Somehow, she even finds time to keep up with all the “pupdates” she receives which are updates on the dogs that have been rescued from her organization over the years. And those updates are Johnna’s favorite part of the process. It’s that small moment of validation where it feels like all that hard work was worth it; that every time she sacrificed time away from family or put off a much needed break, it was all to see a photo of a puppy all grown up and smiling wide in the company of its family.

Why are there so many puppies? The local problems in Double Springs are also amplified by much larger systemic issues in the state of Alabama. It’s a complex set of problems but a lot of it has to do with state laws regarding animal welfare. Alabama, like many states, does not have any aggressive animal laws that largely protect domesticated animals like dogs and cats. Passing shelter and tethering laws on a state level has always been an uphill battle, something that we will circle back to more of in the future but worth mentioning here too.

Like all states, there are no spay/neuter laws that require pet owners to sterilize their dogs. Los Angeles County, California is among the most aggressive counties in the nation to ever pass an ordinance requiring pet owners to sterilize their dogs and cats with a short list of exemptions. You can read more about this here. And though the LA County ordinance may sound harsh, it was necessary in helping dramatically reduce the number of euthanizations taking place in the city every year due to overcrowding in the county animal shelters.

Spay/neuter accessibility is also a critical piece to the problem. The average size of a canine litter is around 7 but can reach up to 15. Because canine litters are so large, the numbers tend to multiply quickly. It’s where 7 female puppies can easily turn into 49 dogs. Instead of 1 female dog needing a single rescue commitment, it’s mom plus her 7 puppies equalling 8 dogs who will now need rescue commitments. This puts a lot of stress on small dog rescues like Free State Four Paws who try to keep up but can never seem to get ahead. 

Johnna has found puppies everywhere: in boxes behind grocery stores, in thickets tucked away in the forests, and even the occasional owner drop-off in the middle of the night at the end of a driveway in front of a volunteer’s home, the darkness disguising their identity and preventing any sort of accountability.

Sometimes the puppies are dumped by an owner who refuses to have their dog fixed. Sometimes the litters come from the local stray dog population. Sometimes they wind up in a box outside of a store with a handwritten sign that reads “free.” Johnna tries to rescue those puppies too because she knows all too well the uncomfortable reality that awaits a “free” puppy.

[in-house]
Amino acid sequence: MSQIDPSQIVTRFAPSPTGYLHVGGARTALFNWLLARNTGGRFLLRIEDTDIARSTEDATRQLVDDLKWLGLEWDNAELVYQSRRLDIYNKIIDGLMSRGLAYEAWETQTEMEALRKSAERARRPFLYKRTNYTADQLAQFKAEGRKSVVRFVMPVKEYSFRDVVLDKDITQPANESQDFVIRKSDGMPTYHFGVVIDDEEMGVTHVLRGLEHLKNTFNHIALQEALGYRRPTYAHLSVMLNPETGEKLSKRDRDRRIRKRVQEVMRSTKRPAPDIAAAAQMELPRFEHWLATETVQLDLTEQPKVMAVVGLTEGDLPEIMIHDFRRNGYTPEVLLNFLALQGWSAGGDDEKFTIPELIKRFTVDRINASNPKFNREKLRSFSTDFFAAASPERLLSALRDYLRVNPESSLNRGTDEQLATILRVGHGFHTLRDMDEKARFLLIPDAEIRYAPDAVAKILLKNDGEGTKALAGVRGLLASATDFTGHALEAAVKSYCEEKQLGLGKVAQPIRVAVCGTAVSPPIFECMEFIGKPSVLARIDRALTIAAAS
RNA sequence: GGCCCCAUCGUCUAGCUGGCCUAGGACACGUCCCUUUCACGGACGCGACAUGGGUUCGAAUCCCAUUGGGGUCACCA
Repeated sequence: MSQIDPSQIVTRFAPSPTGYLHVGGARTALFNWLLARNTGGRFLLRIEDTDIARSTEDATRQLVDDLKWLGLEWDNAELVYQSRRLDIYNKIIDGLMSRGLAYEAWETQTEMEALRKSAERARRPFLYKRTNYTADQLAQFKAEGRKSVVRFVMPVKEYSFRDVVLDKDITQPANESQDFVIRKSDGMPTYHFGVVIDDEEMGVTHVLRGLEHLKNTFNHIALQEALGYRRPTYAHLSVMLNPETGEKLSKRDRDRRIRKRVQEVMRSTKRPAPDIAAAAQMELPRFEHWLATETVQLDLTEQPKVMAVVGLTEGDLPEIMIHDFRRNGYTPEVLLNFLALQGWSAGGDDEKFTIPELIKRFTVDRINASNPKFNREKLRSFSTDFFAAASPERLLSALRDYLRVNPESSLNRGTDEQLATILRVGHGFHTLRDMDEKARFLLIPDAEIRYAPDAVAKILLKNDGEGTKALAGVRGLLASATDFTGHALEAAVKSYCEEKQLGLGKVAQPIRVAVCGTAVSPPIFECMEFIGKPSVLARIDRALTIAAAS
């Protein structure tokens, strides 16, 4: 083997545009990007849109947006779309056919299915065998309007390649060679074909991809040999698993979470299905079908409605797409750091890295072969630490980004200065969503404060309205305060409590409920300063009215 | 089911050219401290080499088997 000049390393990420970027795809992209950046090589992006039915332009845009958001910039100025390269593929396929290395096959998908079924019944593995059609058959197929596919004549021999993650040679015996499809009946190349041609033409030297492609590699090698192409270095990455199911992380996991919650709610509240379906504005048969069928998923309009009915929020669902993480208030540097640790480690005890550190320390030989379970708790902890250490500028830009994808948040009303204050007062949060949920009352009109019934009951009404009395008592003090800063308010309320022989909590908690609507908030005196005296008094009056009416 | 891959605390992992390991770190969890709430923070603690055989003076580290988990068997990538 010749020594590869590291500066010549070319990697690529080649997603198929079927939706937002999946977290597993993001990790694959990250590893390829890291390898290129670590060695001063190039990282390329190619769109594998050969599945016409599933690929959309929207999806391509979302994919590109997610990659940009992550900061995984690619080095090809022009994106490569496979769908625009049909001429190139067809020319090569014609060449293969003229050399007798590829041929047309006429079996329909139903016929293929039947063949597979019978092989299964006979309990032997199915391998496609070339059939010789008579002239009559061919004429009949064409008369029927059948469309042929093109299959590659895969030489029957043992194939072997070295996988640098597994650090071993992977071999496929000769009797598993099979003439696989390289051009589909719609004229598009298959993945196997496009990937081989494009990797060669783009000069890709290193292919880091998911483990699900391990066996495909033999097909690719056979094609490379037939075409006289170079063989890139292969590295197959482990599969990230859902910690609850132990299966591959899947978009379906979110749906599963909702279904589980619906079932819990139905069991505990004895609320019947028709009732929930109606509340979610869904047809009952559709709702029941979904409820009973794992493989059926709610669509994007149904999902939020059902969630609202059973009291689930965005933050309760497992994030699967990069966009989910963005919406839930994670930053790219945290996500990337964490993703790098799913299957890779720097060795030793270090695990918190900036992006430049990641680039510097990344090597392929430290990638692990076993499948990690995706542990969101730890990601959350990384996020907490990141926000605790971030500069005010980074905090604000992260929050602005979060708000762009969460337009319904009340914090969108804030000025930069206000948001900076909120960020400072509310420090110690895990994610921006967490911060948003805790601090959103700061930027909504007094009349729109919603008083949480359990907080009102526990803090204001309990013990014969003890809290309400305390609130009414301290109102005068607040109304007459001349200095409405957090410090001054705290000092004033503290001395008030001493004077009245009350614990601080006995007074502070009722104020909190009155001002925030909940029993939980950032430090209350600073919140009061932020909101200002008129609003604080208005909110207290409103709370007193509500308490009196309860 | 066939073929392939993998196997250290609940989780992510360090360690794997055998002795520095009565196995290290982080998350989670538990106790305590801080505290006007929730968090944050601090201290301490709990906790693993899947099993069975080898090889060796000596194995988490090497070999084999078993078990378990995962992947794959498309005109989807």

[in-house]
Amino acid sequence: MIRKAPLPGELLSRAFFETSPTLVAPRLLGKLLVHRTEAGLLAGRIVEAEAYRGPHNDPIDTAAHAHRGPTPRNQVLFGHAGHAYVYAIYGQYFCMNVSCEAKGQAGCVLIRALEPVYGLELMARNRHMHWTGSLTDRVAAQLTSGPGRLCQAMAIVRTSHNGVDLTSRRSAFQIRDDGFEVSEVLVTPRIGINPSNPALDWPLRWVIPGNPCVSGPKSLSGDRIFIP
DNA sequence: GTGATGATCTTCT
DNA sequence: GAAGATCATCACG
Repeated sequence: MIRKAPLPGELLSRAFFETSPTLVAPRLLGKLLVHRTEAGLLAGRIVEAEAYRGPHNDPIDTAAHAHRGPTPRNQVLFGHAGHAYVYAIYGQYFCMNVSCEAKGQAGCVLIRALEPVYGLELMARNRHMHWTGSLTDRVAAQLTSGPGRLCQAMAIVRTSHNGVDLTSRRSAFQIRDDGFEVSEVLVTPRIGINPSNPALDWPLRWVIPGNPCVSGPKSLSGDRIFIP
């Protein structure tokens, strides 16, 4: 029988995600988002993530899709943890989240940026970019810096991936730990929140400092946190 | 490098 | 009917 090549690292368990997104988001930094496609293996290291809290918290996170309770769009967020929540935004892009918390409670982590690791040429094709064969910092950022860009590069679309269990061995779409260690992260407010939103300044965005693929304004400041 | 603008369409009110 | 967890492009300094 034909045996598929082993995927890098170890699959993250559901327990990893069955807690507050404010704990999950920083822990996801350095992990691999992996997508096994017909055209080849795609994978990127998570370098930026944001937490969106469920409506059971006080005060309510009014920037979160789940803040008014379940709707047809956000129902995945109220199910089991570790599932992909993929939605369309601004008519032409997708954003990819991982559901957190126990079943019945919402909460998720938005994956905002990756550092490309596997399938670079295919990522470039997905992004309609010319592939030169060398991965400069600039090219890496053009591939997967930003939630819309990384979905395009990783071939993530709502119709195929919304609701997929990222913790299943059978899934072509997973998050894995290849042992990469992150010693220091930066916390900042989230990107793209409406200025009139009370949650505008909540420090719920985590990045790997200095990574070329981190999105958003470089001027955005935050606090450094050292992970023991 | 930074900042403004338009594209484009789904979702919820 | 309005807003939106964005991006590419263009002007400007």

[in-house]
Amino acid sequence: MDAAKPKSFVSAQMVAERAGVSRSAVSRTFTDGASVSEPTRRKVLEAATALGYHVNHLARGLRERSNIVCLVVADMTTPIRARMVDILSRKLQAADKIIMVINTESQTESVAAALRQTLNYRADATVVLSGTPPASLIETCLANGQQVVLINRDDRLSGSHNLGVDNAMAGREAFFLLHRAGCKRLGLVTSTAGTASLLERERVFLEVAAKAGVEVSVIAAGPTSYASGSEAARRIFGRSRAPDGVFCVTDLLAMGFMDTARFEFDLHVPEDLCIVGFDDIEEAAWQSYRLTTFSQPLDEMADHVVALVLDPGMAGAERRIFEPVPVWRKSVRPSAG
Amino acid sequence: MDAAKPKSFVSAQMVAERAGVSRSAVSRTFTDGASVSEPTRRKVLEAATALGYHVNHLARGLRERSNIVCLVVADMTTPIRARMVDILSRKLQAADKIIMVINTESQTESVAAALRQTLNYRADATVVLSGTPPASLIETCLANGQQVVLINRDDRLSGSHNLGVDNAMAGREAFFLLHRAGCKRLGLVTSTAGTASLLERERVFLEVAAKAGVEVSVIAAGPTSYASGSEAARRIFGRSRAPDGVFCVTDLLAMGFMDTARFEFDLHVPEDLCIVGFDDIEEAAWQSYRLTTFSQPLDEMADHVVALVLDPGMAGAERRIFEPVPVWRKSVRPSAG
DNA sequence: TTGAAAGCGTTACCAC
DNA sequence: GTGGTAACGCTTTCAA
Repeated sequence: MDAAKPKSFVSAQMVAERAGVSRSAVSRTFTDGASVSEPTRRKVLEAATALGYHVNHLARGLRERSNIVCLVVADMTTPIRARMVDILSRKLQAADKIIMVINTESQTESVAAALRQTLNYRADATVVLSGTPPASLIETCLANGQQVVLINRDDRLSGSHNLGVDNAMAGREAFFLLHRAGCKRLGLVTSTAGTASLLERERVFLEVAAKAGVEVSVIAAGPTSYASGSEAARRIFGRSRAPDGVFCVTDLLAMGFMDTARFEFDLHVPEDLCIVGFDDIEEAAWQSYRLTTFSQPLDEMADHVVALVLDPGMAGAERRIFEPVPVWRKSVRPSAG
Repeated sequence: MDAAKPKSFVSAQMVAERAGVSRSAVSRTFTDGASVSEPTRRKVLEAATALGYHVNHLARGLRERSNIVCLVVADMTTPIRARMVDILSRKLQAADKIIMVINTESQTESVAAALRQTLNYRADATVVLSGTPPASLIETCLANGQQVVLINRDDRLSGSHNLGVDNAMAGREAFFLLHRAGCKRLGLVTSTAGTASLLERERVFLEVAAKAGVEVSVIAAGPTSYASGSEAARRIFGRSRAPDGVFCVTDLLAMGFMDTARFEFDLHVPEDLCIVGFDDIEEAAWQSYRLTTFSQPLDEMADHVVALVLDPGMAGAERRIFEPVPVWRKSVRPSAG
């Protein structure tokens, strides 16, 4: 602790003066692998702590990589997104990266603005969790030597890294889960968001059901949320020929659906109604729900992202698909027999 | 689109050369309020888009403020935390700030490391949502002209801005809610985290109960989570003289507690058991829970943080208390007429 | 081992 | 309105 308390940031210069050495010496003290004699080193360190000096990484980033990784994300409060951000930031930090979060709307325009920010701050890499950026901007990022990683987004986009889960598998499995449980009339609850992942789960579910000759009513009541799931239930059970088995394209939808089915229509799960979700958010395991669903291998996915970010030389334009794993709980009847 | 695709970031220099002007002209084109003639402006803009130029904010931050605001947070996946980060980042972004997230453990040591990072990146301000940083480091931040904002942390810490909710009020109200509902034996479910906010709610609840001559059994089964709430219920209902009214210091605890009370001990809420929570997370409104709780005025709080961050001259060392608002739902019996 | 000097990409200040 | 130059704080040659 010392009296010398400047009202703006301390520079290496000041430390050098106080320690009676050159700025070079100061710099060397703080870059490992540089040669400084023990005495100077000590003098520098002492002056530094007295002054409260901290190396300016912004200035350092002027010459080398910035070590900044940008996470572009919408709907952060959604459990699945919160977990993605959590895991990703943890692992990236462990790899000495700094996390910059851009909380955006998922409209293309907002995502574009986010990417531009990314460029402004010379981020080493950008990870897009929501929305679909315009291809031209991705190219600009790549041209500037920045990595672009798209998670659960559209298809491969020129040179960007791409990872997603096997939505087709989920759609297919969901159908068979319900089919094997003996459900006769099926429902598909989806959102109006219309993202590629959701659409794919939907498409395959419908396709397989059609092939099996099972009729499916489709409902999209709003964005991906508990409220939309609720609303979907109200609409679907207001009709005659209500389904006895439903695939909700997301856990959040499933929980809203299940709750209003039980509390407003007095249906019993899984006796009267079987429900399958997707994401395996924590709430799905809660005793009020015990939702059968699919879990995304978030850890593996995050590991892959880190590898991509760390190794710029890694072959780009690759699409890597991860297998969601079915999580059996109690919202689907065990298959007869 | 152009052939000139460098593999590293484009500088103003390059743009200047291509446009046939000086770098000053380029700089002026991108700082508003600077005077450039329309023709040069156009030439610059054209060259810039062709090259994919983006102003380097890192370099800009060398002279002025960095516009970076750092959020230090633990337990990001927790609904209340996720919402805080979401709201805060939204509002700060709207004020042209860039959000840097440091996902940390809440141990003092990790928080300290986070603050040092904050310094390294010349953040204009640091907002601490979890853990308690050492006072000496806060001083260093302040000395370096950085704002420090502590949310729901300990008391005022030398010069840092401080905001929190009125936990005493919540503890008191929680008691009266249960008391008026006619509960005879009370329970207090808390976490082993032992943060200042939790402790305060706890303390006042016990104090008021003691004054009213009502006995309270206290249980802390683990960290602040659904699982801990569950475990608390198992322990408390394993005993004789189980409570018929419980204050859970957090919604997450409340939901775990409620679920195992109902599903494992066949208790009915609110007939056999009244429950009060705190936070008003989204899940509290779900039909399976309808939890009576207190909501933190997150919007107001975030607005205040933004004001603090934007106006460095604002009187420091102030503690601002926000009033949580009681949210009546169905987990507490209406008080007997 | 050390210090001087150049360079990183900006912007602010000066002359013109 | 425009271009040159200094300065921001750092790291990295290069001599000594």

And when Johnna and her team rescue puppies, like all of the dogs that go through their rescue, they refuse to adopt them out locally. Johnna knows that by doing so, the puppies would just need rescue commitment all over again later down the road when the owner decides they no longer want to keep them. Johnna works to get all of her dogs out of Alabama by sending them to bigger cities in states like Minnesota, New York, and Florida where there is a healthier balance to the local canine population and more vibrant dog friendly culture.

I too have witnessed this: the passage from one state to the other or even from one city to the next can change everything about how a dog is treated. 

It’s an invisible line that is crossed where a dog goes from “property” to “family member.” 

Sometimes it's a more obvious change like the sight of a clean, spacious air controlled animal facility where dogs relax in air conditioned rooms while they wait to be adopted. Sometimes it’s more subtle changes like the coffeeshops that put out a water bowl for their local neighborhood dogs to enjoy while on a leisurely walk with their owner. It’s quite a contrast from the overcrowded animal shelters in Alabama’s larger cities or the strays that cross the road with cars passing by and drivers not thinking twice to stop and check to see if it’s an animal that needs assistance.

It’s a hard realization to come to but it’s an important one to be made: dogs are not treated the same across state lines. 

It can oftentimes be a troubling phenomenon to witness: a dog can either be a well loved and well cared for member of the household or it can be treated as disposable. Dog culture is very much so the product of community views towards canines.

Interestingly enough, there have been many videos over the years that capture dogs being dumped on the side of the road or an owner mistreating their animal- all which went viral and was met with public outcry and the demand for justice for the dogs. I can’t help but wonder if more of what goes on in Winston County were captured on camera, would there be more public outcry? Would there be a demand for change? Even with 6,000+ dogs rescued, the work that Free State Four Paws does is not the evening headline on the local news stations. Their work largely goes undetected by those outside of the dog rescue arena.

There is a lot more to this story that still needs to be discussed. We will continue reporting on more of the issues that surround the overpopulation problems that complicate the rescue workload for Johnna and her team of FSFP members.

 It’s important to also consider that these problems are not necessarily specific to Double Springs, AL and that a lack of legislative oversight regarding laws of animal welfare and wellbeing greatly affect many municipalities across the U.S. We wish to continue researching and revealing these experiences and hardships felt among the dog rescuing communities across the states and continue using our weekly featured storytime as a means to share these findings with all of you.

As for the puppies mentioned at the beginning of this article and the ones featured in this week’s Coffee Cover Art? They have all been adopted.

All photos courtesy of Free State Four Paws. You can keep up with their incredible rescue work by following them on Facebook. If you are interested in making a donation to FSFP, they are always in great need of dog and puppy food as well as monetary donations to help pay for medical expenses. To find out how to donate, click on the “Featured Dog Rescues” tab on our website and scroll down to “Free State Four Paws.”